By: Dr. Erica Wollerman
Welcome to our final blog in this series! In this blog series, we discussed what it means to be an over-functioning parent, the impact on your children, and how to work to correct this dynamic. What I plan to discuss today is possibly the most important, how to manage your feelings in this whole process.
As mentioned previously, parents are not engaging in this pattern of doing too much for their kids because they want to teach the kids that they are incapable. They want their children to be capable, often desperately, but generally fear the potential negative consequences of failure for their children or even themself. Parents might also sometimes believe it is their job or responsibility to do so much for their kids. So it makes perfect sense that this is an emotional situation for the parents and the kids. As parents, we often manage our fears about our child’s uncertain future by doing things for them and making sure they are “on top of it.” Children can come to rely on others doing things for them and engage more passively with life to avoid challenges.
So, how can you manage your feelings while you engage in this process of reducing over-involvement as a parent? Again, this is not an easy task, but it is imperative in terms of helping your child and yourself.
Keep in mind that we are parenting in a time that is just wild. The expectations of us and our children are astronomically high and honestly, most of us will do some things well and others poorly. That is okay. The more we have realistic expectations for ourselves and our kids, the more they can have more realistic expectations of themselves and their lives as well.
While it can be hard to manage our emotional reactions to shifting our involvement with our kids, it is also often hard for our children initially. They usually become upset, possibly anxious, dysregulated, or say all kinds of things such as “Why aren’t you helping me? Don’t you love me?” For a parent, this is challenging as it often indicates that their child is not ready for the task. Usually, this is actually not the case; it is just their reaction to change and an expression of their own fear, frustration, or panic.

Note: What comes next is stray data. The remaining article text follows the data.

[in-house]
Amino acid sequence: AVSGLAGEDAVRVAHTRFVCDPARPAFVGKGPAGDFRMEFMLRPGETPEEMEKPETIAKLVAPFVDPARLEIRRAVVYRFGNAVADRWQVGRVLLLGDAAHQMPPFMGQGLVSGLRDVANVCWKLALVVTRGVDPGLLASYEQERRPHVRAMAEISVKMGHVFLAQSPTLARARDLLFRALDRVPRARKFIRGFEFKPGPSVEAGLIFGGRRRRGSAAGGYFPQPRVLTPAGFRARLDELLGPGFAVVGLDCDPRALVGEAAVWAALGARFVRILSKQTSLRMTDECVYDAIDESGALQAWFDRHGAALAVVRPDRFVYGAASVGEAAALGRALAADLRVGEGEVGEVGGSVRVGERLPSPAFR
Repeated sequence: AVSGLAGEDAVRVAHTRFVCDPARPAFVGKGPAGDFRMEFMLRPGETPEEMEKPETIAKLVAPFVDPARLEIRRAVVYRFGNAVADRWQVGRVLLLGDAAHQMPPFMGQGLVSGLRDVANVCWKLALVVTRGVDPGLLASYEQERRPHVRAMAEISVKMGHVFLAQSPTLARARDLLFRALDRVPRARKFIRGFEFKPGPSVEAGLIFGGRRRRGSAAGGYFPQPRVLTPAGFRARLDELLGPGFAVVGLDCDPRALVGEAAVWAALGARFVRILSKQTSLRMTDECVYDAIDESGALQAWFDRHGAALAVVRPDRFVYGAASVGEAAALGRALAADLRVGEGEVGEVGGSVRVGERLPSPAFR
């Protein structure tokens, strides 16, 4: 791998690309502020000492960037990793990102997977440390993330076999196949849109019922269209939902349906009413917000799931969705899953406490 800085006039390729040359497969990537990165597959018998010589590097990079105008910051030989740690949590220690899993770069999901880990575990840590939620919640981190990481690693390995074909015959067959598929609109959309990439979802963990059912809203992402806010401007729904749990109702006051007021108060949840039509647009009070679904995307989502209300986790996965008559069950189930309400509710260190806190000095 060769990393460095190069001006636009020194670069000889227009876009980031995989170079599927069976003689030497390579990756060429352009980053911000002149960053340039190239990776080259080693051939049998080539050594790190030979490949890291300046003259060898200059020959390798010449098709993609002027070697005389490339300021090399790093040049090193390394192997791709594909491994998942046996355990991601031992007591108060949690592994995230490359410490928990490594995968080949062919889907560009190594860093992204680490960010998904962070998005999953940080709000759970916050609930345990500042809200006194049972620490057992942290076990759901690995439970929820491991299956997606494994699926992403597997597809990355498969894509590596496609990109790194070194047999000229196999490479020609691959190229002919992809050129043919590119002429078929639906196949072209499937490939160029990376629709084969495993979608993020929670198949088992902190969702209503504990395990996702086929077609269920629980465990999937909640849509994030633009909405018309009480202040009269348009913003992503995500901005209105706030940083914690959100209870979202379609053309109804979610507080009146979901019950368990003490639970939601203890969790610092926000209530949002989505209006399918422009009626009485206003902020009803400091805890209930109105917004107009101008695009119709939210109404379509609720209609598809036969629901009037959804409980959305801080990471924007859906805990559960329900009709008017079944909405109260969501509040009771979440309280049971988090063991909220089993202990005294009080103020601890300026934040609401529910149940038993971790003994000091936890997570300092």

It is crucial for a parent to not only manage their fears internally about changing patterns but to believe in the plan of change so much that they can manage their response effectively to their child’s upset and possible outbursts.
The best way to do this is by using the information shared in the second blog in this series. We need to communicate to our children that we believe in them and their ability to overcome the challenges in their way. Remind them that we are here to help, but only after they try themselves and if they truly need it.
Practice the following phrases to use in these times when you or your child are distressed:
I hope you enjoyed this blog series and digging a bit deeper into the patterns around over-functioning. If you are a parent identifying with this pattern, please know there is no judgment here. I know it comes from a place of care, love for your child, and desire for them to be okay. It’s a beautiful expression of love, though it is unhelpful. I believe you can learn to respond differently to your child and that they can handle everything in their way! If you need further support around these kinds of parenting shifts or your child’s challenges, please do not hesitate to reach out to us at Thrive! We are here to help!
If you are interested in learning more about connecting with your child, please make sure to sign up for our newsletter! Dr. Wollerman will be launching a parenting course all about this topic later this summer or early fall! You don’t want to miss it!
At Thrive, we take a positive, client-centered approach to therapy that is focused on creating a genuine connection with our clients. If you would like to talk with a Thrive Therapist about yourself, your child, or teen attending therapy we offer in person and telehealth via video sessions, please reach out to us by phone at 858-342-1304.
Blogs from the Thrive Family!
Musings from Erica, Jennifer, Maria, Kim, Andrea, Molly, Abbey, and Ying-Ying